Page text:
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Ironies of State Building: A Comparative Perspective on the American State
This paper challenges prevailing assumptions about the American State. It rejects the conventional distinctions between strong and weak and activism and inactivism as no longer adequate to the modern reality of the expansive and extensive American State. With this premise, the paper undertakes three tasks. First, it examines the reasons for the scholarly neglect of the State amongst students of American government and politics, concluding that the level of federal activism (including taxing, spending, regulating and war making) observable in respect to both Democrat and Republican administrations renders this oversight unsustainable intellectually and analytically. Second, the paper develops a typology of ways in which the American State has been an effective presence in the US political system including its role in sustaining and then ending segregation, in standardizing national rights of citizenship, and in militarizing society. Last, the paper shows how recent advances in comparative studies of the state, notably with respect to federalism and state-society relations, offer lessons for developing scholarly knowledge of the American State.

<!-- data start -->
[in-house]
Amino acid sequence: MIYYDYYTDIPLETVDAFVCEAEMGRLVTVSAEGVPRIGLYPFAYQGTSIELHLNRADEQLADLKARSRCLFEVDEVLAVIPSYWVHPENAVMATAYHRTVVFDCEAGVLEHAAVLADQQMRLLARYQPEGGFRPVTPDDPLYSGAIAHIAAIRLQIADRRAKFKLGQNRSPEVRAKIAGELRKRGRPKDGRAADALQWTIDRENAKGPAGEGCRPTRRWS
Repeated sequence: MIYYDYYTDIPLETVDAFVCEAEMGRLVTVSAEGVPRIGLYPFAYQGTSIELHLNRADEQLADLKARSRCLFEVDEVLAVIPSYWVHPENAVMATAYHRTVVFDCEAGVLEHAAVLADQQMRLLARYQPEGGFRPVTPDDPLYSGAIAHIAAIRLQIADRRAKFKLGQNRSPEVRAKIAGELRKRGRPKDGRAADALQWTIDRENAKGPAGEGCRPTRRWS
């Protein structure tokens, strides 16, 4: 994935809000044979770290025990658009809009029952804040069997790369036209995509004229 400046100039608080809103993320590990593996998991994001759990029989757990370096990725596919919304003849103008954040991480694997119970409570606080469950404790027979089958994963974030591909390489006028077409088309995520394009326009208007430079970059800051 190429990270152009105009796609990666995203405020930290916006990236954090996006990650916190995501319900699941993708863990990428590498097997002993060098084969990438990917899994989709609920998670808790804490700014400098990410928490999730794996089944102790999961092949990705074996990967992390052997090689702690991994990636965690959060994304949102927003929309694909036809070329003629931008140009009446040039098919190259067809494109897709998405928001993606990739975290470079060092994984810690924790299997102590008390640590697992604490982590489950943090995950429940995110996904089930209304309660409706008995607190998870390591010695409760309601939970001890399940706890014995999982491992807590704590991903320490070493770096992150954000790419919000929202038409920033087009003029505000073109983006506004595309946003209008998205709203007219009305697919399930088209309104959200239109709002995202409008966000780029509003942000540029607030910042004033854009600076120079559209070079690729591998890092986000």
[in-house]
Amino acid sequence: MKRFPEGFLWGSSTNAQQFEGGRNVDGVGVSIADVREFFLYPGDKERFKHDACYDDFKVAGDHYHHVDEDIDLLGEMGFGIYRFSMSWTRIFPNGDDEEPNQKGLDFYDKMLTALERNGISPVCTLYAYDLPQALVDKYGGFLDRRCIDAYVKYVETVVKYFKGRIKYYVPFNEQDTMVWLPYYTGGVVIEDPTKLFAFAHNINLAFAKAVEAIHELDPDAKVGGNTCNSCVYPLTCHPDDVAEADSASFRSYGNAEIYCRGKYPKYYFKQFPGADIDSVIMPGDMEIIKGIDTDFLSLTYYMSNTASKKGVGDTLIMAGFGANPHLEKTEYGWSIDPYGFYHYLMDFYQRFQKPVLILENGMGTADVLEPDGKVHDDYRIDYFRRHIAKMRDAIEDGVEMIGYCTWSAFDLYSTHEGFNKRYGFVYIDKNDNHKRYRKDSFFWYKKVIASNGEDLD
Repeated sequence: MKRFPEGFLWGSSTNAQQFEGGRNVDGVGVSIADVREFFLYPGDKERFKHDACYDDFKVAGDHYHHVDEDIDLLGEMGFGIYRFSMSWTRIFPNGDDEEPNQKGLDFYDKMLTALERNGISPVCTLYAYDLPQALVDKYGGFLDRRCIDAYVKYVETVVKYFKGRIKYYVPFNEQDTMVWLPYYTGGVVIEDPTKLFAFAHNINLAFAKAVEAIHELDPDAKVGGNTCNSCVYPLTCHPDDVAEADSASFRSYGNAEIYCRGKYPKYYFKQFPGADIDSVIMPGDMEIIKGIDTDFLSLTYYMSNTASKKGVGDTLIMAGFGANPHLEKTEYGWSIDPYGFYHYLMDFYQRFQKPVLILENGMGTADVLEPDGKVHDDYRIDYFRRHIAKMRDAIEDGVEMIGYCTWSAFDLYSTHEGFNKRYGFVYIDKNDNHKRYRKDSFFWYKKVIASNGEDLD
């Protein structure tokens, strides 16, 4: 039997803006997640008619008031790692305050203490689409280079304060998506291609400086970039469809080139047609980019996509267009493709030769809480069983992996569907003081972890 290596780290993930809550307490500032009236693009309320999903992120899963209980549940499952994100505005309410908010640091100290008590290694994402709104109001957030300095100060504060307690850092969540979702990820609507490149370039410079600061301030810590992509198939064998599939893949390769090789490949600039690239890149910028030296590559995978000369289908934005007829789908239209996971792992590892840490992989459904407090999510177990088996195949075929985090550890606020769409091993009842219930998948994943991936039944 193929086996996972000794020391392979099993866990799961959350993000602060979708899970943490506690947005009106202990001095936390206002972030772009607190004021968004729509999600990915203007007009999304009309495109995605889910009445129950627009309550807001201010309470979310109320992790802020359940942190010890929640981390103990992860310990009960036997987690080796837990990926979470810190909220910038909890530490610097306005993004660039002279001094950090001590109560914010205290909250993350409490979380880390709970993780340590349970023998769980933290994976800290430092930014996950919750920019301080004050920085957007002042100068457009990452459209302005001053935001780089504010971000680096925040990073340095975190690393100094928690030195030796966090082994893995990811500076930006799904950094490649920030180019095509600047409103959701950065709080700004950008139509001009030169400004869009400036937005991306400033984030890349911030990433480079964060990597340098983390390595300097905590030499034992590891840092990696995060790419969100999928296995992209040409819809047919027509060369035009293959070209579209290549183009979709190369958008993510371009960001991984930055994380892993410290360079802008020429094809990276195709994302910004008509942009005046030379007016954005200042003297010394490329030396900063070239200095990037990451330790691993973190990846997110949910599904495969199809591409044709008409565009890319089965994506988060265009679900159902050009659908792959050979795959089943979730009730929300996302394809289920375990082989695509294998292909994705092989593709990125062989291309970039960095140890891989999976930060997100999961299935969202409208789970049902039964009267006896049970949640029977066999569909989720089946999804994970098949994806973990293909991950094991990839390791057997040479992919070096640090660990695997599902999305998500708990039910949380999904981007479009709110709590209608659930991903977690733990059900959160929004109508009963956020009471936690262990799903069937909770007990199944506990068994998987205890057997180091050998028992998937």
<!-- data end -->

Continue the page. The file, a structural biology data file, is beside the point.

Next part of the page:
No. 073/2008
Desmond King
Robert C. Lieberman

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